As a chess player, I have been acutely aware that chess clubs are almost exclusively a male domain. Therefore, I was not surprised to learn that 99 of the top 100 chess players in the world in 2012 were men.
These statistics have led some to conclude that women simply aren’t very good at chess. The argument goes that maybe women can’t visualize tactical or strategic patterns the way men can; maybe their brains are wired differently. Yet studies have revealed that the percentage of women who reach the higher echelons of the game is completely consistent with the percentage of adult women who actually play. Strangely, the number of female chess players decreases as they advance from elementary school through adulthood.
The chess experience highlights another, and more significant, problem: the disproportionately low number of women in scientific and engineering careers. Recent statistics indicate that about half of doctorates in science and engineering in the USA go to women, yet women comprise only 21% of full professors in science and 5% in engineering.
Even worse, women scientists are generally paid less than men and are much less likely to be promoted, serve on advisory boards or receive research grants. Furthermore, women who advance in the academic ranks tend to find themselves burdened with heavier teaching loads that take time away from bench research. It is therefore not surprising to learn that only 43 women have won Nobel Prizes out of 839 laureates.
Could it be that women are simply not very good at engineering and science? This was a possibility posited by Lawrence Summers, the former President of Harvard University, when he hypothesized that women might have a “different availability of aptitude at the high end.” (Dr. Summers resigned following a vote of no confidence by Harvard faculty.) The data simply don’t bear this out.
While there may be several reasons why women drop out of science and engineering, the most significant factor is gender bias going all the way back to the Greek philosophers. It just wasn’t possible for women to receive the appropriate education or achieve the necessary status to engage in scientific study. Women who made great scientific advances only did so after considerable struggle and were rarely given appropriate credit.
The female winner of the 1947 Nobel Prize for chemistry, Dr. Gerty Cori, was an unpaid lab assistant. And Dr. Rosalind Franklin, who played an instrumental role in discovering the structure of DNA, was not recognized for her contributions and completely overshadowed by the men who used her data, Drs. James Watson and Frances Crick.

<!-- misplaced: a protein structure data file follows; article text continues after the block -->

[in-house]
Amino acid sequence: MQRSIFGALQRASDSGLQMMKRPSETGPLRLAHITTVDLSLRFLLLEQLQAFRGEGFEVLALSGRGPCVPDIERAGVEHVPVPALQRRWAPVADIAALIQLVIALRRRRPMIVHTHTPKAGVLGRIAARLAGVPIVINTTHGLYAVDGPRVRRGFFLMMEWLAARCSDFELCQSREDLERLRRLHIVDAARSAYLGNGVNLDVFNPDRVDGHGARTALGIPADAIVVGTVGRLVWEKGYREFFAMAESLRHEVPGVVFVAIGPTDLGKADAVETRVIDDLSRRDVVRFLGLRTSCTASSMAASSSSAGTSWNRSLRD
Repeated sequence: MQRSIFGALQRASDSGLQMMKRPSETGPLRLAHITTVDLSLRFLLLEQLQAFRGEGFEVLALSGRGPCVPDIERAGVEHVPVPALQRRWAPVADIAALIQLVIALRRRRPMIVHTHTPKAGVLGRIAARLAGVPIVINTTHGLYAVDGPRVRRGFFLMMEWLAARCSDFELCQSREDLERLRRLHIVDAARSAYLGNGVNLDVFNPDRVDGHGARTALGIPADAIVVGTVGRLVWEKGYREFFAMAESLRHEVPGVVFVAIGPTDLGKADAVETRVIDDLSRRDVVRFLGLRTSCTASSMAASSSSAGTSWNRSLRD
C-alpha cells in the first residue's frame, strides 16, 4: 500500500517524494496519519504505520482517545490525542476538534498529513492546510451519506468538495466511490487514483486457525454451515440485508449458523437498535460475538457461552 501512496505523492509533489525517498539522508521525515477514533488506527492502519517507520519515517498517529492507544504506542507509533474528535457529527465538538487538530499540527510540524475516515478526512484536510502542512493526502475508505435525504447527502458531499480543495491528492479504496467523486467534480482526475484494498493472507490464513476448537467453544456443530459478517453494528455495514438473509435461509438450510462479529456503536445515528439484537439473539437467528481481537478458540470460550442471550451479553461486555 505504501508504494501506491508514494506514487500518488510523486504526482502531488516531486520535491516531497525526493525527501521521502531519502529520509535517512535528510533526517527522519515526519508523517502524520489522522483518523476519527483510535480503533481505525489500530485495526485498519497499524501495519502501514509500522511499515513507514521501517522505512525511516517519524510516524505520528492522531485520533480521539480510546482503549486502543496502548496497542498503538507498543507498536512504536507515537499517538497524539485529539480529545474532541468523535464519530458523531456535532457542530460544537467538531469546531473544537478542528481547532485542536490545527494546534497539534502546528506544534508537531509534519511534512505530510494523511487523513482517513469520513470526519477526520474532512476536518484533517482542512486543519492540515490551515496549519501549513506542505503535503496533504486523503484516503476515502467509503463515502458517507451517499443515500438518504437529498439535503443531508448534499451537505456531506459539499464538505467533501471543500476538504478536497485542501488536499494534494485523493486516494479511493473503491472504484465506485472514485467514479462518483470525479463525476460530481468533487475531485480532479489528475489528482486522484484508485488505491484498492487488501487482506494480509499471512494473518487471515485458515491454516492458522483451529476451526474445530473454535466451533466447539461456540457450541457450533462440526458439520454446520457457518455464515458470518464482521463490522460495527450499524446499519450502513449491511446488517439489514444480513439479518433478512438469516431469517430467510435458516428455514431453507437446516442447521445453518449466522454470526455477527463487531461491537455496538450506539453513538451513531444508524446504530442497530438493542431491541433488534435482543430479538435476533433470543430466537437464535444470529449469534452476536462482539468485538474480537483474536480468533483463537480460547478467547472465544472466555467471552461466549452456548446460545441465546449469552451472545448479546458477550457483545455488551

While the examples above are historical in nature, recent studies indicate that gender bias continues to be a pervasive obstacle. A study of several different science prizes (other than the Nobel) revealed that men were more likely to head prestigious research award panels and women were statistically less likely to win awards from male-dominated award panels versus women-dominated award panels.
More recently, a study by microbiologist Jo Handelsman at Yale University raised alarming questions about the continued pervasiveness of gender bias. Her research team asked 127 professors to rate one of two resumes. Half were given the resume of a male candidate and half the resume of a female candidate. The professors were significantly more likely to hire the male candidate and offer him a higher salary than the female candidate.
Here’s the rub: The two resumes were identical except for the name at the top! Most surprisingly, this bias was the same regardless of whether the evaluating professors were men or women. These data are disturbing and force even the most well-intentioned senior scientists to reevaluate hidden biases as they make key decisions in junior scientists’ careers, such as hiring and tenure decisions.
Fortunately, the situation for female scientists has been gradually improving in recent years. For example, the proportion of federal research grants going to women has increased from 24% in 2002 to 30% in 2012. There are also more female faculty members in academia. Since the departure of Lawrence Summers, Harvard University’s ratio of female faculty has increased from 22% in 2001 to approximately 25% today, an all-time high, with senior faculty accounting for most of the increase.
Women are increasingly taking the helm of key panels and committees; Keystone Symposia’s own Board Chair, Dr. Juleen Zierath, is now Chair of the Nobel Committee for Physiology or Medicine. We have also observed a steady increase in female attendance at our conferences, and by putting some pressure on our conference organizers, we are close to ensuring that women at the podium reflect their general representation in their scientific fields. While there is a still a long way to go, the trend is in the right direction for society to tap the scientific talent that lies latent in the female population.
David L. “Woody” Woodland, Ph.D. is the Chief Scientific Officer of Silverthorne-based Keystone Symposia on Molecular and Cellular Biology. He can be reached at (970) 262-1230 ext. 131 or firstname.lastname@example.org.
Recent statistics indicate that about half of doctorates in science and engineering in the USA go to women, yet women comprise only 21% of full professors in science and 5% in engineering.